Gal 4:12-16 Respecting the Messenger

Jan 19, 2014
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Respecting the Messenger

Gal 4:12-16
I plead with you, brothers, become like me, for I became like you. You have done me no wrong. As you know, it was because of an illness that I first preached the gospel to you. Even though my illness was a trial to you, you did not treat me with contempt or scorn. Instead, you welcomed me as if I were an angel of God, as if I were Christ Jesus himself. What has happened to all your joy? I can testify that, if you could have done so, you would have torn out your eyes and given them to me. Have I now become your enemy by telling you the truth?

Generally speaking if a person is going to accept the message he also has to accept the messenger. Have you ever notice how two preachers can give the same message and yet some people may accept one and criticize or ignore the other? This is often because they don't respect one of the preachers. In fact if a person doesn't respect you, it may become impossible to teach that person anything, or even so much as to carry on a conversation or debate with such a person. Therefore a number of times throughout Galatians we find Paul either reminding them of the respect they had for him or otherwise trying to gain their respect.

Some have speculated that the illness he refers to was an eye disease known as ophthalmia. Kenneth Wuest comments:

Regarding Paul's illness at Antioch, the following facts should be noted

1. It occurred under the observation of the Galatians who watched its progress, were familiar with its repulsive symptoms, and showed tender sympathy toward the sufferer. This fact may help us to understand the words, "Ye had done me no wrong."The Galatians might easily have spurned Paul and refused his fellowship. There he was, a Jew, and a stranger to them, afflicted with an illness that normally aroused disgust and loathing by reason of its repulsive nature. But instead of doing Paul the wrong of rejecting him, they welcomed him with open arms, and his gospel message with open hearts.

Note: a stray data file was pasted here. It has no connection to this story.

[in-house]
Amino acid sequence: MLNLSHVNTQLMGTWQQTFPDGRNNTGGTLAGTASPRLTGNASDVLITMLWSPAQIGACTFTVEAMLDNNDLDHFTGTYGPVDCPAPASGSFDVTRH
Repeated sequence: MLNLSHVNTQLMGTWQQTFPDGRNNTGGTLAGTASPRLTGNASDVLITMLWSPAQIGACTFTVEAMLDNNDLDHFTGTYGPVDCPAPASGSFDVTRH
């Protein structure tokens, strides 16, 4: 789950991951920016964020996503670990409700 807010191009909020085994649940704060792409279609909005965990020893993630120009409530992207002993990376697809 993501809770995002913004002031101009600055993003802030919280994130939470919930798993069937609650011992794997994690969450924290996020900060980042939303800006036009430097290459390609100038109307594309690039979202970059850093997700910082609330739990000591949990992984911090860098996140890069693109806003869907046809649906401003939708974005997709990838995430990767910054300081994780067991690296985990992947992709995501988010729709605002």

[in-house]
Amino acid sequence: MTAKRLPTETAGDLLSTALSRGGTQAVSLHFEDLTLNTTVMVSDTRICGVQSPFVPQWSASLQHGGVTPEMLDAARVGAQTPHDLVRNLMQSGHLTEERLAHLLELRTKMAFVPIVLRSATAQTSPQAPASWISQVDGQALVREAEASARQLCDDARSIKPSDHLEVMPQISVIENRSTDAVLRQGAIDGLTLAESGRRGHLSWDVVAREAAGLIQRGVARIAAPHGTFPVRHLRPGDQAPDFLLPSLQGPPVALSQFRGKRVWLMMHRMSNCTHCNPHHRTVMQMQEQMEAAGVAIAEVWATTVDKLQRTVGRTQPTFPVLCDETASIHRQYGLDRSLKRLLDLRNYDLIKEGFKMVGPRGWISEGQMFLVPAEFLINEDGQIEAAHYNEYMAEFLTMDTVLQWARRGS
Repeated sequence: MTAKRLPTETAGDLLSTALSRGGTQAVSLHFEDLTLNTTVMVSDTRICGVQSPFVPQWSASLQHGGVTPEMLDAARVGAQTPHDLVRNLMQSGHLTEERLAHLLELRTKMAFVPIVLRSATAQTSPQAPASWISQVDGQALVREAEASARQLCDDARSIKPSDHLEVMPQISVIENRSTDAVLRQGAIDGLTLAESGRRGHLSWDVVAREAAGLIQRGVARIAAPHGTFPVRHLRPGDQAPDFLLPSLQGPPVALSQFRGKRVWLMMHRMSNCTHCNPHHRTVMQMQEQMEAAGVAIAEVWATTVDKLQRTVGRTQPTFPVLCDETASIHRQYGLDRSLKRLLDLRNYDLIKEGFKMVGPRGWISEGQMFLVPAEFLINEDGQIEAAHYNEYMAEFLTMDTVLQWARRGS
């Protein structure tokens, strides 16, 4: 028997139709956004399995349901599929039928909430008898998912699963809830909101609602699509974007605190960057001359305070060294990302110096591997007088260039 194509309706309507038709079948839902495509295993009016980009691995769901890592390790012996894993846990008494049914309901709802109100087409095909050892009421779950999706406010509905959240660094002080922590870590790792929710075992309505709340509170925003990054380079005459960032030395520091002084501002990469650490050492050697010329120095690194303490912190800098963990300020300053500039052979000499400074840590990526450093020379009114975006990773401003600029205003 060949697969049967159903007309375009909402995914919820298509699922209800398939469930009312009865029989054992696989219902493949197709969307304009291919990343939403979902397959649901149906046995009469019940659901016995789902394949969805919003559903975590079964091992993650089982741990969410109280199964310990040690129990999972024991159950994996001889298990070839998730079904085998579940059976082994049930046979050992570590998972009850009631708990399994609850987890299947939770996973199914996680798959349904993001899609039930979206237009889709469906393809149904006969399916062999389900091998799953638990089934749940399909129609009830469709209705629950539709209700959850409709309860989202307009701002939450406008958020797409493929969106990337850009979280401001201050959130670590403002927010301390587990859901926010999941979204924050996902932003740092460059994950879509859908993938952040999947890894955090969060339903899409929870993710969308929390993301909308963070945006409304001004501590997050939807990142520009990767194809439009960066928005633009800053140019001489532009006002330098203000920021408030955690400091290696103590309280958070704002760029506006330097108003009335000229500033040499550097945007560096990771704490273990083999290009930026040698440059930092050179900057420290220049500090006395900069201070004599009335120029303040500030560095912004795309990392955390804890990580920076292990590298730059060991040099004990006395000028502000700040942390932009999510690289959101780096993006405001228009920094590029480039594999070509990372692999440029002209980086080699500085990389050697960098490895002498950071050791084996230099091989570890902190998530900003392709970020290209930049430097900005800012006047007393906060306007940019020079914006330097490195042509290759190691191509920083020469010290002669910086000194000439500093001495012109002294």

2. The Galatians knew that Paul had not intended to work among them. His face was turned to the Greek cities of Asia Minor and the mainland of Greece itself. They knew that he was detained amongst them by his illness.

3. This illness incapacitated him for further travel, yet allowed free intercourse with those around him.

4. The success he had in winning the Galatians to the Lord Jesus indicates that his illness was of a chronic nature. His sick chamber was his pulpit.

5. In connection with his reference to his illness, Paul mentions the fact in vs 15 that if it had been possible, the Galatians would have plucked out their eyes and would have given them to him. The inference should be clear that he needed a new pair of eyes, and that therefore his illness was an eye affliction. His words in Gal 6:11 "See what large letters I use as I write to you with my own hand!" confirm this, the large Greek letters being necessary because of his impaired vision. A further confirmation of this is found in the fact that in the lowlands of Pamphylia, a region through which Paul had just passed on his way to Pisidian Antioch, an oriental eye disease called ophthalmia was prevalent. In addition to all this, the Greek words translated "despised" and "rejected," indicate that the illness had caused him to have a repulsive appearance, which answers to the symptoms of ophthalmia.

Word Studies in the Greek New Testament
by Kenneth Wuest


The Berean Christian Bible Study Resources